4. If you don’t have a last will & testament, you need to write one. If you do have a will, you need to update it to include your new addition to the family. No one wants to think about death ever, but the reality of life is that it is nothing if not uncertain. It’s a very good idea to make sure that your last will & testament is clear about who you’d like to take care of your child in the event that you’re not available to do so. If you’ve already written a will, the birth of a new child is an excellent reason to update it. Each state has different ways to handle what happens when a child is born after their parents will was written. If your will makes no mention of your child, you’re leaving your child’s fate to chance. Consult with an attorney to get your affairs in order as soon as possible.

Congratulations on the birth of your new baby. It’s my hope that you take the necessary steps to insure your child’s future. If you have any questions or would like to schedule an appointment with an experienced attorney who’s ready to help you in this new stage of your life, please feel free to contact me at (713) 574-8626 or through the contact form on my website.

Are You Proactive or Reactive?

Hey youMost of the time I meet people in the middle of a crisis. Sometimes a loved one has recently died. Other times my clients have pending criminal charges or lawsuits filed against them. In these instances, my clients are reacting to the slings and arrows of life. Crises happen and are sometimes unavoidable. However, there are times when you can prepare for what lies ahead. Being prepared for the future and planning for some of the inevitable challenges that we all face is how I define being proactive. Instead of reacting to your circumstances, you are creating options and opportunities for yourself.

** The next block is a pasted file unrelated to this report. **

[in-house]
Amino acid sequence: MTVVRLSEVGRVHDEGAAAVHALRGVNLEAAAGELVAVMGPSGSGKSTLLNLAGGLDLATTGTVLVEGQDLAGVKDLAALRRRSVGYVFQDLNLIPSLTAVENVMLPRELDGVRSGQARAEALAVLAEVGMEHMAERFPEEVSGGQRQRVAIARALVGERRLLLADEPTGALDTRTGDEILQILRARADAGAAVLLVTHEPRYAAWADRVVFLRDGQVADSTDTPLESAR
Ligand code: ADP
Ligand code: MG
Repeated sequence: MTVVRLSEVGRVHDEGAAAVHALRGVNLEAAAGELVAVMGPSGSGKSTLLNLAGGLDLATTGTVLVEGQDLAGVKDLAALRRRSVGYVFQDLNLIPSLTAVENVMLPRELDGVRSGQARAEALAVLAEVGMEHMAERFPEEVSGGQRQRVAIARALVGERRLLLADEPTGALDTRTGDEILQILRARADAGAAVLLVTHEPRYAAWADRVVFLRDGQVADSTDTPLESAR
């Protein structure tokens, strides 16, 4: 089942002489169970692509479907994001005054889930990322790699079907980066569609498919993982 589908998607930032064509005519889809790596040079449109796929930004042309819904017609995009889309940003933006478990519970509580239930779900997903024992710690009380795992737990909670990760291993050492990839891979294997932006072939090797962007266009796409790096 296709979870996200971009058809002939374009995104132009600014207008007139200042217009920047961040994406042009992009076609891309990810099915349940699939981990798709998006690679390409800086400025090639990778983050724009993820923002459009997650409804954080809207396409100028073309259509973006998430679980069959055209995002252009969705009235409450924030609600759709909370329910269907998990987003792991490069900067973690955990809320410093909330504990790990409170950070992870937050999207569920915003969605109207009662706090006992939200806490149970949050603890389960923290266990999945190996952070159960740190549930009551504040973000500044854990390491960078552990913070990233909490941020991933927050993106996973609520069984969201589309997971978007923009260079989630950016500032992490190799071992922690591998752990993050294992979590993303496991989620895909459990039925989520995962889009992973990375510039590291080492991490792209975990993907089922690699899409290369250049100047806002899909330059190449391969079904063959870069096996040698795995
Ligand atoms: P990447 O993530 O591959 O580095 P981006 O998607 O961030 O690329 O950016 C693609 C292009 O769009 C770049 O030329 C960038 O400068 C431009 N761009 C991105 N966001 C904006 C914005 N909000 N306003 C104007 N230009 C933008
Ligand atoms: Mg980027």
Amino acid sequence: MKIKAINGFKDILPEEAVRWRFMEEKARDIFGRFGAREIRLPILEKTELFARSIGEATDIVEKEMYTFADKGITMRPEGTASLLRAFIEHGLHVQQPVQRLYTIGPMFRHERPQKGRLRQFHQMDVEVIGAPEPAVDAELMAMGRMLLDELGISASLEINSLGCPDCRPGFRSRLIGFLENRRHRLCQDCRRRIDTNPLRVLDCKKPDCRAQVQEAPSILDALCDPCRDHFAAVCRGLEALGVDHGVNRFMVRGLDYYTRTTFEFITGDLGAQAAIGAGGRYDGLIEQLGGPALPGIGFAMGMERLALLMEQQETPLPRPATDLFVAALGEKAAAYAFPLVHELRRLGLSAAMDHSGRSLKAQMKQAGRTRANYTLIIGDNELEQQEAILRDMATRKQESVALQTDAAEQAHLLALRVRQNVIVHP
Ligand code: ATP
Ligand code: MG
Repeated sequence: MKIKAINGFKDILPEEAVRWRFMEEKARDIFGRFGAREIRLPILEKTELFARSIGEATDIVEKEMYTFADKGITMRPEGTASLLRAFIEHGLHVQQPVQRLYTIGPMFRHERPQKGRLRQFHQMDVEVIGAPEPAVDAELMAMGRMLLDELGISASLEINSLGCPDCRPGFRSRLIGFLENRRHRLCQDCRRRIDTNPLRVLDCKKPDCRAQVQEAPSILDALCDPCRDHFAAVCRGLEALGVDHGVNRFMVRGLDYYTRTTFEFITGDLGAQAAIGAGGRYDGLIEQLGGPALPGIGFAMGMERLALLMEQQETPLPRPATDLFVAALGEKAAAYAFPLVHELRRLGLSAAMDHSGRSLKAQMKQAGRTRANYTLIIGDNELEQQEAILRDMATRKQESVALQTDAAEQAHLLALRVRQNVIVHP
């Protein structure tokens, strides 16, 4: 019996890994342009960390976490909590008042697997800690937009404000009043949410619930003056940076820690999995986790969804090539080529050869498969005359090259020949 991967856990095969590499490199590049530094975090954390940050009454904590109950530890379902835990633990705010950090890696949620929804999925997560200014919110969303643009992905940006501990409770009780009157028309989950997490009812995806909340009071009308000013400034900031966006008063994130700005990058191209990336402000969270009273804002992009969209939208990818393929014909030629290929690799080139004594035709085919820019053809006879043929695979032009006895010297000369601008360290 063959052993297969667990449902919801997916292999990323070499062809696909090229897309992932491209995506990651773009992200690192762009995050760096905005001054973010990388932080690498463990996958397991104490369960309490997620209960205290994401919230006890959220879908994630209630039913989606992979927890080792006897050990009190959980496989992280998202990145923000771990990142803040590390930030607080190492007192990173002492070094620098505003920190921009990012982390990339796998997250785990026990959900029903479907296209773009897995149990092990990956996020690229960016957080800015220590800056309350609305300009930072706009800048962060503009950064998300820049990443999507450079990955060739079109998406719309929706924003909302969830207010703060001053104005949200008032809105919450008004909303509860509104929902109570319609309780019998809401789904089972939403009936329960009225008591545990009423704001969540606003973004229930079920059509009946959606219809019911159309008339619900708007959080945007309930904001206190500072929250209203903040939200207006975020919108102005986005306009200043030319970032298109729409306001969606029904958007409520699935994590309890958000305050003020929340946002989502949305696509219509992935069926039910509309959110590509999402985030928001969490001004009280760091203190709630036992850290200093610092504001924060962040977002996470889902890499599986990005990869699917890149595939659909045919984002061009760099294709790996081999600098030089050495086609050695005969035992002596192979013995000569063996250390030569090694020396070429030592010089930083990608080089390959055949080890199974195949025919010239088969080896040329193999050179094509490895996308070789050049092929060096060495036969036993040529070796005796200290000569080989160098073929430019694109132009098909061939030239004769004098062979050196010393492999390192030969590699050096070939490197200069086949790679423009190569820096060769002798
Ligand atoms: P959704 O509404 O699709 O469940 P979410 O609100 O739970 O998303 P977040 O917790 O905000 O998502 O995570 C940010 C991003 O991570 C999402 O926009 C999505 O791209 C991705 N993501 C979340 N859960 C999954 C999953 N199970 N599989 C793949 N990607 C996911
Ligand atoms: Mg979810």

• When a person comes to me to write a last will & testament, I know my new client is proactive.
  • When a person comes to me to ask questions about a contract before signing it, I know he or she is proactive.
  • When the owner of a start-up comes to me to incorporate his new business, I know he is proactive.
  • When a person inquires about power of attorney documents so that their affairs are handled before they go overseas for military service or business, I know that person is proactive.
  • Any time I am asked to actively market oil, gas, and minerals for mineral owners seeking a sale or a lease of their property, I know my clients are proactive.

You may be wondering, “why does this matter?” It matters because being proactive puts my client in the driver’s seat of his or her life. I have a greater ability to assist the proactive client because I know that person is looking ahead to what could be instead of instinctively reacting to their current circumstances.  This changes the dynamic of our relationship and allows me to make suggestions, ask questions about their concerns, and generally be of more value.

I appreciate all of my clients, but frankly, the proactive clients are my favorite. They have emergencies. Everyone does, but more often than not, they are better prepared when trouble comes their way because they sought my counsel before something has even gone wrong in the first place. Don’t wait for the other shoe to drop. Contact a lawyer to discuss your future, your business, the birth of your first child, you pending nuptials, or any other major life change you may be facing. You might be surprised what you learn, and how I may be of use to you in the long run.

To schedule a consultation with an attorney who wants to build a lifetime relationship with you, call (713) 574-8626.